I’ve just finished the last episode of The Princess’s Man (공주의 남자) and I’m so happy that I stuck to this one all through the end. I’ve never allowed myself to really give in to the temptation of Korean historical dramas until now, for fear of learning anything but contemporary Korean. However, with plenty of contemporary Korean in my life, I thought it was about time that I gave in and enjoyed an enticing story filled with beautiful hanbok-clad people.
I instantly fell in love with this drama. I liked the story, the scenery, the music, the characters, the romance, the revenge. All so much more passionate than contemporary dramas, since everything seemed to be a matter of life and death.
I also took a shine to learning a bit of sageuk speech (sageuk, or 사극 means historical drama in Korean). Among the many new words I encountered are:
송구하다 I’m sorry
나으리 Sir (I actually knew this one, but I really like this word)
부마 Prince consort
일거양득 Hit to birds with one stone, similar to 일석이조
사약을 내리다 Sentence to death by poison
홑몸도 아닌데 Being pregnant
I obviously knew many of these words in modern Korean, but it was so interesting to learn what they are called in 옛말 or archaic Korean. I also found it so amusing that the writers had also managed to include a few girls who would do just about anything to get their favorite 오빠’s attention. The only difference seemed to be that in sageuks, your older male friend is not called 오빠 (stretching the last syllable is optional) but 오라버니. Nonetheless, the frequent use of this word to get what you want from him, even if only attention, seems to have survived from the Joseon dynasty and into modern day Korea. Well, some things never change.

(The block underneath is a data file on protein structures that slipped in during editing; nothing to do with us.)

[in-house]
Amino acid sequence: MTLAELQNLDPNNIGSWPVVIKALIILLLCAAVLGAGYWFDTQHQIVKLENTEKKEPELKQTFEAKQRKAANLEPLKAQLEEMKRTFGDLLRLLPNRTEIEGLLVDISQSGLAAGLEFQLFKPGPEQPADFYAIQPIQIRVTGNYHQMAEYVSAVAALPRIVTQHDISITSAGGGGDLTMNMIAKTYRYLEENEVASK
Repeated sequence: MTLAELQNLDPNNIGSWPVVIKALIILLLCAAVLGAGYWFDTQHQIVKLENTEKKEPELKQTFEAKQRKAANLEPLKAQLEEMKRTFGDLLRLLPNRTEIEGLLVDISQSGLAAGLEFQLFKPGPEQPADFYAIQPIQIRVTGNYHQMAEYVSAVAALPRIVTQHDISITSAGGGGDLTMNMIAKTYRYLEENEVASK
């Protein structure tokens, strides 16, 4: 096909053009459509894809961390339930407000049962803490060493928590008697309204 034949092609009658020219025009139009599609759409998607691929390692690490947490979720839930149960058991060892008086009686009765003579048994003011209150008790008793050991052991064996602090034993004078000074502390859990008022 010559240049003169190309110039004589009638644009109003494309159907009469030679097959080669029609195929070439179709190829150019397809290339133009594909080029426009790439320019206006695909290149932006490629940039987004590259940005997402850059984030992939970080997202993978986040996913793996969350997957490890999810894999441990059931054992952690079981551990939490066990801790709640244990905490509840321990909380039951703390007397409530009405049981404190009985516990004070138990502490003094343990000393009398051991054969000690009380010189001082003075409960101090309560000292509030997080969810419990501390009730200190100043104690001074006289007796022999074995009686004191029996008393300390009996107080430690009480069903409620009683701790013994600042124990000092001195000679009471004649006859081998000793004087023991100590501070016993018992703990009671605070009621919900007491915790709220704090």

I also noticed that the sentence endings were different from modern day Korean. For one thing, I heard the -네, -게, -세, -구먼, -구려, -마 endings a lot when the characters were speaking informally, and even when people were speaking in formal language, everything sounded different from what I’m used to.
Syllables in sentences were pronounced more clearly like e.g. 곧 갈 터이니 instead of 곧 갈 테니. Polite speech also did not take the ending -요 or -ㅂ니다 like in modern speech style. It would be 가오 instead of 가요 or 가옵니다 instead of 갑니다. I actually got used to this a lot faster than I had expected. I also discovered that the last two chapters in “Korean Grammar in Use, Advanced” actually deal with precisely this type of old Korean. One exercise even makes you rewrite the dialogue of two people wearing T-shirt and jeans into the dialogue of the same people wearing hanboks. Needless to say, I loved working through this chapter.
I’ve added two videos with some of the traditional Korean instrumental music from the soundtrack. The first one is a very happy tune, and the second one is perfect for two minutes of quiet meditation. Enjoy!